Is European fiscal policy shifting up a gear?

Economic opinion

The worsening economic climate is leading to a reversal of monetary policy. It is also noticeable that ECB President Draghi and his successor Lagarde are seeking the help of fiscal policy to stimulate the economy. Fiscal stimulus in the eurozone is a story of needing to, being able to, and wanting to do it. In the absence of a significant European budget, any fiscal stimulus must be channelled through the Member States. Room for manoeuvre varies greatly from country to country, as do political preferences. Italy wants to go fast but has hardly any room. However, flexible application of the European budgetary framework will leave as much room for manoeuvre as possible. Whether or not European fiscal policy will shift up a gear and Draghi and Lagarde’s call will be answered sufficiently quickly, however, will depend, above all, on how quickly Germany sets aside its reluctance, both internally and at the European level, to stimulate via the budget.

Has monetary policy been played out?

The deteriorating economy brings the role of economic policy to the fore. Central bankers have quickly made it clear that they are ready to support the economy. By lowering interest rates, the Fed put its money where its mouth is. Over the summer, ECB president Draghi took every opportunity to make it clear that the ECB is also ready. But his story sounded more nuanced. In the same breath, he pointed out the role of fiscal policy in the event of a sharper economic downturn. Christine Lagarde, his successor, joined in the call for more policy coordination.

The question does indeed arise as to whether even looser monetary policy in the eurozone would be more effective. Unlike the Fed, the ECB has not been able to raise interest rates in recent years. They are therefore still at all-time lows. Does a further cut make sense? Monetary policy is sometimes compared to a rope. You can use it to slow down a cart that drives too fast, but trying to push a stationary cart with it is useless. A central bank can use interest rate increases to slow down economic growth and inflation, but it is less certain whether it can do the opposite through interest rate reductions. The impact of unconventional monetary policy on inflation also remains uncertain. For the time being, inflation is not accelerating in the eurozone. There is no doubt that central bankers have a strong belief in the power of monetary policy. However, their call for fiscal policy may signal some justified doubts about it.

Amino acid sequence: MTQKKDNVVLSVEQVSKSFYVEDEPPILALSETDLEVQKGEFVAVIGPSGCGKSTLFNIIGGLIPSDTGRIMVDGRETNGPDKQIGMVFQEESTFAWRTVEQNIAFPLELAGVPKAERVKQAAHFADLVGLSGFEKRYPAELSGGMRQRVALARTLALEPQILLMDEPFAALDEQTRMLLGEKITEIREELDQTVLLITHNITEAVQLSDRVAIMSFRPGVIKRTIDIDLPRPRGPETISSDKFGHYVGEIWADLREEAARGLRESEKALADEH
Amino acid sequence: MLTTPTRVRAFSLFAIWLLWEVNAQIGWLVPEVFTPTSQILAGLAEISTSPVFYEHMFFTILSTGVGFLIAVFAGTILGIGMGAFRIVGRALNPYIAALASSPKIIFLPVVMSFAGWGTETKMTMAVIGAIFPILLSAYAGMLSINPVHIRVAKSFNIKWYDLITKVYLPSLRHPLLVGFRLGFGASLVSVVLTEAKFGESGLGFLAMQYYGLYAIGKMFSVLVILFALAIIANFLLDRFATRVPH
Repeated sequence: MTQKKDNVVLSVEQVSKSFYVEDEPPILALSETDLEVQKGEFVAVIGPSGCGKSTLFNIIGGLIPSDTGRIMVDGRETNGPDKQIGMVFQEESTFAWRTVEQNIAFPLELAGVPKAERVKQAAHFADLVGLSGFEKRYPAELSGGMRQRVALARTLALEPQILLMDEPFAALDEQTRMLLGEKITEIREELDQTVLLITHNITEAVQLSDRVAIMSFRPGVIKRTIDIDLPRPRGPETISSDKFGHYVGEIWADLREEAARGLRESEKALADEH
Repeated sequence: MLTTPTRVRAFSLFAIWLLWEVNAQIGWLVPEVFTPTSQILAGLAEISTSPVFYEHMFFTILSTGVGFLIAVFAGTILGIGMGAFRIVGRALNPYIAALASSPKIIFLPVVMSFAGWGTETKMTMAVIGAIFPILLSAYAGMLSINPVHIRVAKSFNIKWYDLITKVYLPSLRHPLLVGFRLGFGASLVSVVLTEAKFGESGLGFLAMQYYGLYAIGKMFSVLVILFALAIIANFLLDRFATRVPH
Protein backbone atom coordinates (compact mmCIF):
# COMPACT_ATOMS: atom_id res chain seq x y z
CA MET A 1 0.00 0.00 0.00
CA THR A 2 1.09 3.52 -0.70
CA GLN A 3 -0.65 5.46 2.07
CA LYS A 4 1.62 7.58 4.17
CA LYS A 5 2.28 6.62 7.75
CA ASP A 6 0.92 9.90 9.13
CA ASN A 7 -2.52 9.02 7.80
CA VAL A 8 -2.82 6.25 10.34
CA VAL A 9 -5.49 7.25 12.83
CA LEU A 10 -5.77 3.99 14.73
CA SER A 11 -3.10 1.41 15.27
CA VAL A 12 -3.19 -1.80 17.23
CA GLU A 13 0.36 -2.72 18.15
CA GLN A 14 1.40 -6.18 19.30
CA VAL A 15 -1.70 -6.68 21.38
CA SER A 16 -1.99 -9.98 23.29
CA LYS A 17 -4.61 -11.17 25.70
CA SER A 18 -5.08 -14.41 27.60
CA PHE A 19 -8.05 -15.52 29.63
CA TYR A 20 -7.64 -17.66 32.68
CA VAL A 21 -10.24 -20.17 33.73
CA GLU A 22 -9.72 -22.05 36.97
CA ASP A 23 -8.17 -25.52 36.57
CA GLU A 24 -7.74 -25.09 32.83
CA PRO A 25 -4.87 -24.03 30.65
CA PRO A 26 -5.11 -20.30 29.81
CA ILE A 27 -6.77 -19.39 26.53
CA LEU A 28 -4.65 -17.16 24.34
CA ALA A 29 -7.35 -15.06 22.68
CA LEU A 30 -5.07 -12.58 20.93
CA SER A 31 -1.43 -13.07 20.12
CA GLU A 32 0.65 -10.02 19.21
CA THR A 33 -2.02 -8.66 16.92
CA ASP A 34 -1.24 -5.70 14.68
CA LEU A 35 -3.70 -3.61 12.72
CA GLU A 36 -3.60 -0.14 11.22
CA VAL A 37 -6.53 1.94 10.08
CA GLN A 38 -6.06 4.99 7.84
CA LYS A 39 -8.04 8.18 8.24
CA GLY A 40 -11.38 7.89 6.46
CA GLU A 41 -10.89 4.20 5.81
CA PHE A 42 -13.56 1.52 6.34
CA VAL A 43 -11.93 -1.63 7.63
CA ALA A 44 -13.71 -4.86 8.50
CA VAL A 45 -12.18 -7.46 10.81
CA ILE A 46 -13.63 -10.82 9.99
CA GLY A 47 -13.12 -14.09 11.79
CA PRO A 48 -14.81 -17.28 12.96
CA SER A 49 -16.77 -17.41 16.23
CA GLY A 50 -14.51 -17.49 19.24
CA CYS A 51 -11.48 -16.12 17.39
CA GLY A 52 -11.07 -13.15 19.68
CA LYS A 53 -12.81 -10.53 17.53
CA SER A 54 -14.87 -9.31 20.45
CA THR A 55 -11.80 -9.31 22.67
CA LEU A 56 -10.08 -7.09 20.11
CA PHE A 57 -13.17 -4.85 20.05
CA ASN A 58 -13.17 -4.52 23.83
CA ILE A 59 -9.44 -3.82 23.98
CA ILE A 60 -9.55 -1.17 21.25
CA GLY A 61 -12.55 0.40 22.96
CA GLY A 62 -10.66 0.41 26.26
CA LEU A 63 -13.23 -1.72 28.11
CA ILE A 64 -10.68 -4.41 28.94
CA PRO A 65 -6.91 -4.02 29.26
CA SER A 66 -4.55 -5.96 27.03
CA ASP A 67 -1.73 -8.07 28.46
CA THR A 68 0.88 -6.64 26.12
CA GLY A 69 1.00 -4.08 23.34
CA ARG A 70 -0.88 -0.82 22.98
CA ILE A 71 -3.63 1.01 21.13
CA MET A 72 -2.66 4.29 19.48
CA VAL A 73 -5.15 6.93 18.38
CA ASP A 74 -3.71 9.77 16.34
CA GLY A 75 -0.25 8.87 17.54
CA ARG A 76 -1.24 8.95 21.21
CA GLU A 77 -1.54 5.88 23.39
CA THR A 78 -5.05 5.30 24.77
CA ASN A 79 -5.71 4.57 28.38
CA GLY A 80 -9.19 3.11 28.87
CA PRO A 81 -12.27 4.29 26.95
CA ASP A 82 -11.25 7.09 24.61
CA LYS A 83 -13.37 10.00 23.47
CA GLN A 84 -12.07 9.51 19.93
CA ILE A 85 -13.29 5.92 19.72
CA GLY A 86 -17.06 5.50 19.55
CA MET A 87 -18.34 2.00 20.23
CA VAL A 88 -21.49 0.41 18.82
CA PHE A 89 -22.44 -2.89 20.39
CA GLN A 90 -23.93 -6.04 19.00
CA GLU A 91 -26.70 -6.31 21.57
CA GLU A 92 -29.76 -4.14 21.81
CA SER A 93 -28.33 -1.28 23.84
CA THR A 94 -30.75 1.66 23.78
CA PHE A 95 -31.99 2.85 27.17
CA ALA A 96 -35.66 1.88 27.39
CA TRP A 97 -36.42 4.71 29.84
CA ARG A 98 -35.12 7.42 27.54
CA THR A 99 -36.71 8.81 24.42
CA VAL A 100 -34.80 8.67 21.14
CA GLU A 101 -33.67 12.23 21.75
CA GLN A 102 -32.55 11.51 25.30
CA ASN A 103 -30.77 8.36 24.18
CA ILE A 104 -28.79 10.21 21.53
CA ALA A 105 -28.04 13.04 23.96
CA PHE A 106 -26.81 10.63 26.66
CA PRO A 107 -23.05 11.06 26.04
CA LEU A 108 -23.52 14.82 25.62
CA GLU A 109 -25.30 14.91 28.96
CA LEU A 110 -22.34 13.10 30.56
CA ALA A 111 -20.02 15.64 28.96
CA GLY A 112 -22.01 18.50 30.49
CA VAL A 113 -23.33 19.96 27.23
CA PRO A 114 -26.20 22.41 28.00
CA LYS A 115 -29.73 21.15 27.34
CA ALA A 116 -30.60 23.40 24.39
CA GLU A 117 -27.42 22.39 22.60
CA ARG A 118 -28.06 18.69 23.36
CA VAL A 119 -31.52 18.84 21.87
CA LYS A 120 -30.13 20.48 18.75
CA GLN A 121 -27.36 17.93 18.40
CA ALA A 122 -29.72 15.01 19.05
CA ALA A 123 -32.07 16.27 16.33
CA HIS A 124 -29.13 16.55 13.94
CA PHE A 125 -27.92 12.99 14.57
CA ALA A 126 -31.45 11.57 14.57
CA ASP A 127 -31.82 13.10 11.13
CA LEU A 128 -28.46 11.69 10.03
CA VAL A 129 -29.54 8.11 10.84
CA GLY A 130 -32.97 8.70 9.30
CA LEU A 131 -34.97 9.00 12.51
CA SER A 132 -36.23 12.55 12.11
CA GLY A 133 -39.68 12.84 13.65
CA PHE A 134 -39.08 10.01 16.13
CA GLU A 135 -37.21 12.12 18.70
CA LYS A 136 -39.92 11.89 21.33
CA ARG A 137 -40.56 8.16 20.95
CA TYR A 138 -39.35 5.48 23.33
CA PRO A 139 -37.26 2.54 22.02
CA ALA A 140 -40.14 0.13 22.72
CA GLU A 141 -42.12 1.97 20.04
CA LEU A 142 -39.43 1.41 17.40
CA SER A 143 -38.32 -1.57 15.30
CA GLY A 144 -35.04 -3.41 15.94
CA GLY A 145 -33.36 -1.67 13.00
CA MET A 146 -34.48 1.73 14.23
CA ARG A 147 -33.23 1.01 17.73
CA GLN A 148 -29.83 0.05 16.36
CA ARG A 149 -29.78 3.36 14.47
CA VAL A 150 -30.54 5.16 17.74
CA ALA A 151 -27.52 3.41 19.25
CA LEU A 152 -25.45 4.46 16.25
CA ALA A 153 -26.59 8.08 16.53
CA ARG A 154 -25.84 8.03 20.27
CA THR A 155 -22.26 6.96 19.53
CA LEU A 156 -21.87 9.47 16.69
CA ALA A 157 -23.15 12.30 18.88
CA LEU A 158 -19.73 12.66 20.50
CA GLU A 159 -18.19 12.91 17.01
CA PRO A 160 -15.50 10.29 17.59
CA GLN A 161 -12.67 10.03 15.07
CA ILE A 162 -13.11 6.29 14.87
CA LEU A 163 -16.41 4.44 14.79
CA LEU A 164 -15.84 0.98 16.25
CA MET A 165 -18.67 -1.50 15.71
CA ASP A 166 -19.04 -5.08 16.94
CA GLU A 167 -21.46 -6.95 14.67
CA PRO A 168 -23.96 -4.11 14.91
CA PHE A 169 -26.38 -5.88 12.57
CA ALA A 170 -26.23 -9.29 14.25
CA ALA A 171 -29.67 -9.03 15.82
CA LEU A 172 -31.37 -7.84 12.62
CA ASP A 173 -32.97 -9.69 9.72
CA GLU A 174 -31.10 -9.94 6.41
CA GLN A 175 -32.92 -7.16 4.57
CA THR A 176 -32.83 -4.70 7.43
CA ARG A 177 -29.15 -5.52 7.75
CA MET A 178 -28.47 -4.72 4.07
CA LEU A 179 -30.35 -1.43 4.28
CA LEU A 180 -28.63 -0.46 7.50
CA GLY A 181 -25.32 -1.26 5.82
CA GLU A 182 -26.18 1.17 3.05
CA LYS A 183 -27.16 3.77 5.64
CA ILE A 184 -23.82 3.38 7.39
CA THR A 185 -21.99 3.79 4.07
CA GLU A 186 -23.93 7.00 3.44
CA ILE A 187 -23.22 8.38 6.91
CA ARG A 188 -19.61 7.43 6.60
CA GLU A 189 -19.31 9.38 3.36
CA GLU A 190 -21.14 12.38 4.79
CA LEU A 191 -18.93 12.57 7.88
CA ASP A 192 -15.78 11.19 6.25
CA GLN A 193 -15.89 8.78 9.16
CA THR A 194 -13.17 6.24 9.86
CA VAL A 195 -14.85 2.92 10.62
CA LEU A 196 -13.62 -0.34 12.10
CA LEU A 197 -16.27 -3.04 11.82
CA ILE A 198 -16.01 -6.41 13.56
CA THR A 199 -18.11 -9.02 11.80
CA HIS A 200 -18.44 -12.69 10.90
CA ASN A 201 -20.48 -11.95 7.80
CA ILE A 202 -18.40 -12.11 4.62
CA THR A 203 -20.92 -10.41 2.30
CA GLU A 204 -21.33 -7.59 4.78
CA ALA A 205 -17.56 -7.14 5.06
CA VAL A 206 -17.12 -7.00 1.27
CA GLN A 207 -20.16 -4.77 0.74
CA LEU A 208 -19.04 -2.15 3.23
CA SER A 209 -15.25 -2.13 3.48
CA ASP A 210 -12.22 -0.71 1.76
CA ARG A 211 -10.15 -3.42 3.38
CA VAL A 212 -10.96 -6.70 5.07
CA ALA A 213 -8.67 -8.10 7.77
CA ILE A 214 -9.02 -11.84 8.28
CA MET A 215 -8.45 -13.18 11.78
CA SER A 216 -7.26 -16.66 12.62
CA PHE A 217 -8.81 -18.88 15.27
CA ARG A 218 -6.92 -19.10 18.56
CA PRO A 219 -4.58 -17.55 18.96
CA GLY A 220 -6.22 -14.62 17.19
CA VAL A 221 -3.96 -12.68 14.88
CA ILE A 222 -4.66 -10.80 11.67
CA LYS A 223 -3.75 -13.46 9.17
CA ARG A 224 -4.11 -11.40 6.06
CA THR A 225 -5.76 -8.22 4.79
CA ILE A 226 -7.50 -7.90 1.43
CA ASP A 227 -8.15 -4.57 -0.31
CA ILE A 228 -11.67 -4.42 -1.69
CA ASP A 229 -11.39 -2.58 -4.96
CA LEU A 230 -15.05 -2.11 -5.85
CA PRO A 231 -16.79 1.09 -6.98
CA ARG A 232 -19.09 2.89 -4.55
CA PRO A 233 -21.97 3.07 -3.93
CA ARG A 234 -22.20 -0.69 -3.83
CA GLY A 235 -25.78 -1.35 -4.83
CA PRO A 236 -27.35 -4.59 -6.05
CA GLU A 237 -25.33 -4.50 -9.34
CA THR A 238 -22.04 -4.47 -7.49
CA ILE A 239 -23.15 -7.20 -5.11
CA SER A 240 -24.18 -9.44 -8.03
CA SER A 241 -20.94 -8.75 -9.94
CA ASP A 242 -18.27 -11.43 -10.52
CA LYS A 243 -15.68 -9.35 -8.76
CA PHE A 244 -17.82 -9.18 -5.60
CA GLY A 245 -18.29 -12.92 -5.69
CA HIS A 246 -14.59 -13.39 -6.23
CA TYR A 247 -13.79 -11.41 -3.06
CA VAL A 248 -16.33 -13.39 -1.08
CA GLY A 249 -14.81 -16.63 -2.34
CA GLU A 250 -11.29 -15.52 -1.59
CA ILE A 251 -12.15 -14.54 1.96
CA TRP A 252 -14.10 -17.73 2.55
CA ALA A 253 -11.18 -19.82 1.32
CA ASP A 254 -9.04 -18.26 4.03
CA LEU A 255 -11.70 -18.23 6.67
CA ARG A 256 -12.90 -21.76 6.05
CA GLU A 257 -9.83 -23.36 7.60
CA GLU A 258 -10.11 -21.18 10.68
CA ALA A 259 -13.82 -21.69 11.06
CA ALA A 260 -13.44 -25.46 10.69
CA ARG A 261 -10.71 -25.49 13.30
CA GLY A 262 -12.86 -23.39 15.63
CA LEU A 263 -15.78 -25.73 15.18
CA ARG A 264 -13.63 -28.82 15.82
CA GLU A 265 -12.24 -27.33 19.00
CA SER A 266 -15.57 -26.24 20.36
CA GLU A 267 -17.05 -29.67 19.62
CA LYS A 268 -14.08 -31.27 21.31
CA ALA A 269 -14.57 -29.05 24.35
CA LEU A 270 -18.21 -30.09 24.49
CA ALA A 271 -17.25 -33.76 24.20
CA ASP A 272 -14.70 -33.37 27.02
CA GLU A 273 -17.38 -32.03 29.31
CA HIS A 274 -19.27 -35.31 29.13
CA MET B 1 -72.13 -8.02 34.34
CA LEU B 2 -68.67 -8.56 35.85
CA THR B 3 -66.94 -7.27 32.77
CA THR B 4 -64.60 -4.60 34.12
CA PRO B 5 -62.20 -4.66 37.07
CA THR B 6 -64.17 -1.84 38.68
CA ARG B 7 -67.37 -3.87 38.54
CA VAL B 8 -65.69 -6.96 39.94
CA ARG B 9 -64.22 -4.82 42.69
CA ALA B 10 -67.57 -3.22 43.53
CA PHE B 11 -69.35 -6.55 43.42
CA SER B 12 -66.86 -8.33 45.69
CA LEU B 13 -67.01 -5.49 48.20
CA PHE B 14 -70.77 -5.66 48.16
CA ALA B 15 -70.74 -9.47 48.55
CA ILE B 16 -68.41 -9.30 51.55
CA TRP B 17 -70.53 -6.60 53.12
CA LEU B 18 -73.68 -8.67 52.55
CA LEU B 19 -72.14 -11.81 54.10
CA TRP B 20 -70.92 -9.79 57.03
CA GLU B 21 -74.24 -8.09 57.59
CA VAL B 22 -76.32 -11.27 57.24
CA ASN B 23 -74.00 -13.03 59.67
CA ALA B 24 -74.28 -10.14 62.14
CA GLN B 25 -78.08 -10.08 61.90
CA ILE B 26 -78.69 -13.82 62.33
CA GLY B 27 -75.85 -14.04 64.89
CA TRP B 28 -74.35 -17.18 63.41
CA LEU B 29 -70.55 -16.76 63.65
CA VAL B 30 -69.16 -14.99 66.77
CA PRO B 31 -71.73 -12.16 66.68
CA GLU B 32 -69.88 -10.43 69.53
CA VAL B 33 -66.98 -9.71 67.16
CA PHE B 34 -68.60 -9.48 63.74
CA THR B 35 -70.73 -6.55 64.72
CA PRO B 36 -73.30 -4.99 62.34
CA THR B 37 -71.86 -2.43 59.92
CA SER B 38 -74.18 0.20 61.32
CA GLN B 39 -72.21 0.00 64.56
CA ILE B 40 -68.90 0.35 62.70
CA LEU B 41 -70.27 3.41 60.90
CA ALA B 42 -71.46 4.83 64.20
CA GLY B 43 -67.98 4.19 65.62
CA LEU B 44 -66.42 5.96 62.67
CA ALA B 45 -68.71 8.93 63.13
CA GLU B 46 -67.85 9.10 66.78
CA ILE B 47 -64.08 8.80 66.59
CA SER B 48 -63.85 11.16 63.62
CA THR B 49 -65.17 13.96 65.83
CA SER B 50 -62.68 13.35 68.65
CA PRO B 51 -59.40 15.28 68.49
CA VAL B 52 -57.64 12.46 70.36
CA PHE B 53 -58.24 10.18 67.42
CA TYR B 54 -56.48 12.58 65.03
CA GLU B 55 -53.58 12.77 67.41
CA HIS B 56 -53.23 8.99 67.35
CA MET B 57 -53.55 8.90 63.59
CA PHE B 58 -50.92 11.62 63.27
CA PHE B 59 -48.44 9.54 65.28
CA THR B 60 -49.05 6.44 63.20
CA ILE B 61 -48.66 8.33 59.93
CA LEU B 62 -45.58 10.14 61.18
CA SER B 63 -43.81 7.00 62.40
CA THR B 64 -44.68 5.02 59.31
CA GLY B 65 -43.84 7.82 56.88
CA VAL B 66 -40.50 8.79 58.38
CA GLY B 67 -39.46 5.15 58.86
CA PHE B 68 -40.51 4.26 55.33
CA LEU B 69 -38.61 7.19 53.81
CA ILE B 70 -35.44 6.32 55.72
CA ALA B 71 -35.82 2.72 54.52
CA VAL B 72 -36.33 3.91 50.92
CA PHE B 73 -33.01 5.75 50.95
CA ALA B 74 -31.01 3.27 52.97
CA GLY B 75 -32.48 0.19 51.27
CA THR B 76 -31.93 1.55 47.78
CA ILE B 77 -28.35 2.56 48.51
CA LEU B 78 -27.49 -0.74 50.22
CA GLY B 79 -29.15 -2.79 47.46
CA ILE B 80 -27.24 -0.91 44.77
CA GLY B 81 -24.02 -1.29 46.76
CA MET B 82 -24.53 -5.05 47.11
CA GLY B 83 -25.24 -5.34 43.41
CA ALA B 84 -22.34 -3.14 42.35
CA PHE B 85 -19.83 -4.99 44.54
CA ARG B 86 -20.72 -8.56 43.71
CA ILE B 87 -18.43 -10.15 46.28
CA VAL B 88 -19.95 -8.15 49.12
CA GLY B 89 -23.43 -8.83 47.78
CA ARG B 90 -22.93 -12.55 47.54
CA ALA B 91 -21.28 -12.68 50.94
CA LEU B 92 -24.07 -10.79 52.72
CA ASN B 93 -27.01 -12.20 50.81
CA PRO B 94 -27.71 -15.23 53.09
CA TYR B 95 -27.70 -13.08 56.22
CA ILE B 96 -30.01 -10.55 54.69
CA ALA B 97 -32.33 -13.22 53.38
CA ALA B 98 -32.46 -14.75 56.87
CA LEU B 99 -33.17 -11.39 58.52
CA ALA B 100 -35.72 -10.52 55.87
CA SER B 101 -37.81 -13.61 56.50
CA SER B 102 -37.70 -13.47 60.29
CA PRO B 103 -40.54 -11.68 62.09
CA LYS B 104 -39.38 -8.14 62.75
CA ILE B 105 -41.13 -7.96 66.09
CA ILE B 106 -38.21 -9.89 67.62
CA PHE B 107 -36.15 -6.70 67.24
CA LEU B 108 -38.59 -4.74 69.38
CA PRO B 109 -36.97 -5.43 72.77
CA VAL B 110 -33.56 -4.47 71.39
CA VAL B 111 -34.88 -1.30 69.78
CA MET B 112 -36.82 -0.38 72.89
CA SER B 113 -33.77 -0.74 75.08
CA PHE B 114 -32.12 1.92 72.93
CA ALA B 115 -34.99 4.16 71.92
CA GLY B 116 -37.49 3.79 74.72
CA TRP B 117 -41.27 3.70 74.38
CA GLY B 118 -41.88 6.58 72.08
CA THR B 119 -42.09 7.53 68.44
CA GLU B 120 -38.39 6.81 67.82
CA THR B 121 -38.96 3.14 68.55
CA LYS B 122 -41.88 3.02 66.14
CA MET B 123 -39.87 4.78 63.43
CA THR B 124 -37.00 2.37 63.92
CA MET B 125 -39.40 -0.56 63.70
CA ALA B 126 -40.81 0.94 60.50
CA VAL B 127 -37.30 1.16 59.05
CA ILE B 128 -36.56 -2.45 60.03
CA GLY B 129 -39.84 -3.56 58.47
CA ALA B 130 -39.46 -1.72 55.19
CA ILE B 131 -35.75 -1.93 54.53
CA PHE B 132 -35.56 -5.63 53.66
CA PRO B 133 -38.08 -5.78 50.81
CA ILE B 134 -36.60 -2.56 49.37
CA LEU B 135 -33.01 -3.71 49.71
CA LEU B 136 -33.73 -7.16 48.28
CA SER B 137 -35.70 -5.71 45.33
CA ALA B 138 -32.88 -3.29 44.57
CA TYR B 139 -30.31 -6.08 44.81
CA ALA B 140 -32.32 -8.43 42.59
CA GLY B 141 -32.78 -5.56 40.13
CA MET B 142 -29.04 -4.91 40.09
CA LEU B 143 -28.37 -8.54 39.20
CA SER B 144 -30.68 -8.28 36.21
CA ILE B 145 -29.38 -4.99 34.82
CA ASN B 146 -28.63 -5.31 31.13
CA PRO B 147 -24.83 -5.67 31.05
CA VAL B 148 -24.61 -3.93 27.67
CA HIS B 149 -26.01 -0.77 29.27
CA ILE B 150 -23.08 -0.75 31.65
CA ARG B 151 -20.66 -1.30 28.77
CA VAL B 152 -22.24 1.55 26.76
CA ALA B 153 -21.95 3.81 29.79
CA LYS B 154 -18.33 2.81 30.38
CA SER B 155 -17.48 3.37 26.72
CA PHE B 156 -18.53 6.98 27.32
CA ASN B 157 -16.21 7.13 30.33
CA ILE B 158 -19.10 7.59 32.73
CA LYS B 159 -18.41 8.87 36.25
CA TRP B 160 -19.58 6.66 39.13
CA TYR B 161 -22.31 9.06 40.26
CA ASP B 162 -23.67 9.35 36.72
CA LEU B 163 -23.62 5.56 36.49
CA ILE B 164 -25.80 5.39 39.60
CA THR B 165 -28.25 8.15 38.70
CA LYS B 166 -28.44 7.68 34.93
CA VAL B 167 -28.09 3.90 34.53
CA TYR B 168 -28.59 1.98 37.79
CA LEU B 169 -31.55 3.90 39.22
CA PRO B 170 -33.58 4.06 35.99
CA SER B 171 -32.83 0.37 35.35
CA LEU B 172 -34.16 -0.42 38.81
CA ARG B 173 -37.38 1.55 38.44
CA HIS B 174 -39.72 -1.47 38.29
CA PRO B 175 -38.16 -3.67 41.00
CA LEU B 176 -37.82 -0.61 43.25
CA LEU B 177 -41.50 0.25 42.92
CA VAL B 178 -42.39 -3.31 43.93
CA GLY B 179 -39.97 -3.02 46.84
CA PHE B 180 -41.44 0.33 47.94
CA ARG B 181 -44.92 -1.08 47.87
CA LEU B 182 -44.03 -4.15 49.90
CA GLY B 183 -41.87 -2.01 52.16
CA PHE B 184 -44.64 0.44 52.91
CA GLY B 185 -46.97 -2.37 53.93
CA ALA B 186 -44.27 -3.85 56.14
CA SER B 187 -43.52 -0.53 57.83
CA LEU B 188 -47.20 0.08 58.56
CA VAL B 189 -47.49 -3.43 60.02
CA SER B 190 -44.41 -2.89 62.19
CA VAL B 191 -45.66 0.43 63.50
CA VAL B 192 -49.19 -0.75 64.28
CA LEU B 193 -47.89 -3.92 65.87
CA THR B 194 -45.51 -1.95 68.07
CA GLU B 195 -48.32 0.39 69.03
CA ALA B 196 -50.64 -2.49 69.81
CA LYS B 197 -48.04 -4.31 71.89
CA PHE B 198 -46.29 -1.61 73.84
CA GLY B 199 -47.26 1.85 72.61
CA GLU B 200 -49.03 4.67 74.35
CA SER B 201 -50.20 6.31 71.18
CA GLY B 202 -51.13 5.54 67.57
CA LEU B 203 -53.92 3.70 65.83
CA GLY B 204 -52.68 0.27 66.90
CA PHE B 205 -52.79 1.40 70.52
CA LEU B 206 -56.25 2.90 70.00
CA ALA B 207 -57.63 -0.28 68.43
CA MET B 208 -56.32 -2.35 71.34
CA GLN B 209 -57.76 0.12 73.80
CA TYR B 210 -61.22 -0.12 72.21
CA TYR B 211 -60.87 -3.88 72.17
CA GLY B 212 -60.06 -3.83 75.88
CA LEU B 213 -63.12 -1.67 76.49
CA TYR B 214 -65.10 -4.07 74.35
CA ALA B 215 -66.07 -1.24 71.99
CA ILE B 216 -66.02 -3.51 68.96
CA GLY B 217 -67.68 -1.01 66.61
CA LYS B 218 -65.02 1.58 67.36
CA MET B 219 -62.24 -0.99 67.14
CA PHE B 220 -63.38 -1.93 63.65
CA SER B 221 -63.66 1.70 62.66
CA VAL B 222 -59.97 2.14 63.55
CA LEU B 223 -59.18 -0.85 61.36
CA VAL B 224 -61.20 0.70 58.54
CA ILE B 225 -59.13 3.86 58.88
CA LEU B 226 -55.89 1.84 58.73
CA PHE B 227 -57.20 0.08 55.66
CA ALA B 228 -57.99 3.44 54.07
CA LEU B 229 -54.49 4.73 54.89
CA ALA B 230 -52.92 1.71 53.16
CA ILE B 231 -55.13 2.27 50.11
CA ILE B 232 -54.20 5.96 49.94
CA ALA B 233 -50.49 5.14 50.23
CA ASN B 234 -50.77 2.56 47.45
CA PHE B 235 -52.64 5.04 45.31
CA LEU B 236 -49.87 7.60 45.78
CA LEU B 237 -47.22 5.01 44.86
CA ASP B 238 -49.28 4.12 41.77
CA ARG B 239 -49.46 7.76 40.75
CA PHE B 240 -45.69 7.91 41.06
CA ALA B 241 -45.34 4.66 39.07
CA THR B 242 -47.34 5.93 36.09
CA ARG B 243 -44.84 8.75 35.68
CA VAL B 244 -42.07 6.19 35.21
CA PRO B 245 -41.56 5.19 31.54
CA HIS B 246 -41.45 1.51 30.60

Fiscal stimulus not evident either

But there are also doubts about the effectiveness of fiscal stimulus. It often arrives too late, has the wrong focus and is not reduced quickly enough. It is quite clear that public finances can support economic growth in the event of a cyclical downturn by means of the so-called automatic stabilisers. Rising unemployment expenditure and lower-than-expected income taxes lead to a budget deficit. By not offsetting this with tax increases or savings in other public spending, but by financing it with debt, the government supports demand in the economy.

The government can try to boost demand even more by further increasing spending or reducing taxes. There is more doubt about the effectiveness of this. A tax cut can be implemented relatively quickly, but it only supports demand if it is effectively spent by the taxpayer on more consumption or investment. The government has more direct control over demand when it increases its own spending. But setting up a sensible spending package usually takes time, so the impact is likely to come too late.